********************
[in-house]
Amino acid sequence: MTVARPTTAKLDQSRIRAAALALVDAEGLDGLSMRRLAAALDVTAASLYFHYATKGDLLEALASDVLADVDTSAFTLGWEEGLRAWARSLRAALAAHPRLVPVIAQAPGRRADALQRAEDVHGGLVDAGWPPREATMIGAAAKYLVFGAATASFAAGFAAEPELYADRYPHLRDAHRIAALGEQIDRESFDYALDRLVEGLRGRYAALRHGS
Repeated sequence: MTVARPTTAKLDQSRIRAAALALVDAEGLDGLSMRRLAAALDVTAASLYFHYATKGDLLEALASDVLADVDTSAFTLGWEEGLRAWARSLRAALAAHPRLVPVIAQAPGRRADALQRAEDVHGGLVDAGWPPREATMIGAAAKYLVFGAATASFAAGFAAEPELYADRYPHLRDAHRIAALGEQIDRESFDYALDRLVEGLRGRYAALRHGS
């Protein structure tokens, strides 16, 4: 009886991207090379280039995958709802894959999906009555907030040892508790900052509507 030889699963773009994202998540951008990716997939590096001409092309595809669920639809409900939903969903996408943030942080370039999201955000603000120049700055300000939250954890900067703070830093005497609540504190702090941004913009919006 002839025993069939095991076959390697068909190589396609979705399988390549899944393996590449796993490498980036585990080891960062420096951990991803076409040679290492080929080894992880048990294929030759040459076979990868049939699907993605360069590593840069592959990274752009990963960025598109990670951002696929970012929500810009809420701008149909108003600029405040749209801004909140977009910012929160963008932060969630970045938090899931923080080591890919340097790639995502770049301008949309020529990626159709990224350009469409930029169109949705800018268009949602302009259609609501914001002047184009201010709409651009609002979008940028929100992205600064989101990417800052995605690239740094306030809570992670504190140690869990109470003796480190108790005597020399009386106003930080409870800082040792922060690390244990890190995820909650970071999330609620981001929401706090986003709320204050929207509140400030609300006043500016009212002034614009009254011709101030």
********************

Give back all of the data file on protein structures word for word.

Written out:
[in-house]
Amino acid sequence: MTVARPTTAKLDQSRIRAAALALVDAEGLDGLSMRRLAAALDVTAASLYFHYATKGDLLEALASDVLADVDTSAFTLGWEEGLRAWARSLRAALAAHPRLVPVIAQAPGRRADALQRAEDVHGGLVDAGWPPREATMIGAAAKYLVFGAATASFAAGFAAEPELYADRYPHLRDAHRIAALGEQIDRESFDYALDRLVEGLRGRYAALRHGS
Repeated sequence: MTVARPTTAKLDQSRIRAAALALVDAEGLDGLSMRRLAAALDVTAASLYFHYATKGDLLEALASDVLADVDTSAFTLGWEEGLRAWARSLRAALAAHPRLVPVIAQAPGRRADALQRAEDVHGGLVDAGWPPREATMIGAAAKYLVFGAATASFAAGFAAEPELYADRYPHLRDAHRIAALGEQIDRESFDYALDRLVEGLRGRYAALRHGS
């Protein structure tokens, strides 16, 4: 009886991207090379280039995958709802894959999906009555907030040892508790900052509507 030889699963773009994202998540951008990716997939590096001409092309595809669920639809409900939903969903996408943030942080370039999201955000603000120049700055300000939250954890900067703070830093005497609540504190702090941004913009919006 002839025993069939095991076959390697068909190589396609979705399988390549899944393996590449796993490498980036585990080891960062420096951990991803076409040679290492080929080894992880048990294929030759040459076979990868049939699907993605360069590593840069592959990274752009990963960025598109990670951002696929970012929500810009809420701008149909108003600029405040749209801004909140977009910012929160963008932060969630970045938090899931923080080591890919340097790639995502770049301008949309020529990626159709990224350009469409930029169109949705800018268009949602302009259609609501914001002047184009201010709409651009609002979008940028929100992205600064989101990417800052995605690239740094306030809570992670504190140690869990109470003796480190108790005597020399009386106003930080409870800082040792922060690390244990890190995820909650970071999330609620981001929401706090986003709320204050929207509140400030609300006043500016009212002034614009009254011709101030």